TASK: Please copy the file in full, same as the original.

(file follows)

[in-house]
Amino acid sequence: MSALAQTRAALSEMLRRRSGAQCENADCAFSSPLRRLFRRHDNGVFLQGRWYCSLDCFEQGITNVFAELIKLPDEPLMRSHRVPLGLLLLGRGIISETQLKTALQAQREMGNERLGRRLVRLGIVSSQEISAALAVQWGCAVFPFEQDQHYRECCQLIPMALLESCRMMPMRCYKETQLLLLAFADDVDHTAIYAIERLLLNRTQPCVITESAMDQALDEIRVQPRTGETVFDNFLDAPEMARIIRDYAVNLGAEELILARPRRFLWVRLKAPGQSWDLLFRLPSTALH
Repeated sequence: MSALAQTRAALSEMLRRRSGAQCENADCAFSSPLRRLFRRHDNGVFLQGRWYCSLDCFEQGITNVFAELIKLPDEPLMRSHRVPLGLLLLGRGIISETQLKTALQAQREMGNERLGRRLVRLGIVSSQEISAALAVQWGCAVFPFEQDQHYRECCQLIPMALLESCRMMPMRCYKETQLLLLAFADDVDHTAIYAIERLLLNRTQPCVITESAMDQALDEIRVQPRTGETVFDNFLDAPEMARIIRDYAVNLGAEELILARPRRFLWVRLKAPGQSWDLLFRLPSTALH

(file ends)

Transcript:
[in-house]
Amino acid sequence: MSALAQTRAALSEMLRRRSGAQCENADCAFSSPLRRLFRRHDNGVFLQGRWYCSLDCFEQGITNVFAELIKLPDEPLMRSHRVPLGLLLLGRGIISETQLKTALQAQREMGNERLGRRLVRLGIVSSQEISAALAVQWGCAVFPFEQDQHYRECCQLIPMALLESCRMMPMRCYKETQLLLLAFADDVDHTAIYAIERLLLNRTQPCVITESAMDQALDEIRVQPRTGETVFDNFLDAPEMARIIRDYAVNLGAEELILARPRRFLWVRLKAPGQSWDLLFRLPSTALH
Repeated sequence: MSALAQTRAALSEMLRRRSGAQCENADCAFSSPLRRLFRRHDNGVFLQGRWYCSLDCFEQGITNVFAELIKLPDEPLMRSHRVPLGLLLLGRGIISETQLKTALQAQREMGNERLGRRLVRLGIVSSQEISAALAVQWGCAVFPFEQDQHYRECCQLIPMALLESCRMMPMRCYKETQLLLLAFADDVDHTAIYAIERLLLNRTQPCVITESAMDQALDEIRVQPRTGETVFDNFLDAPEMARIIRDYAVNLGAEELILARPRRFLWVRLKAPGQSWDLLFRLPSTALH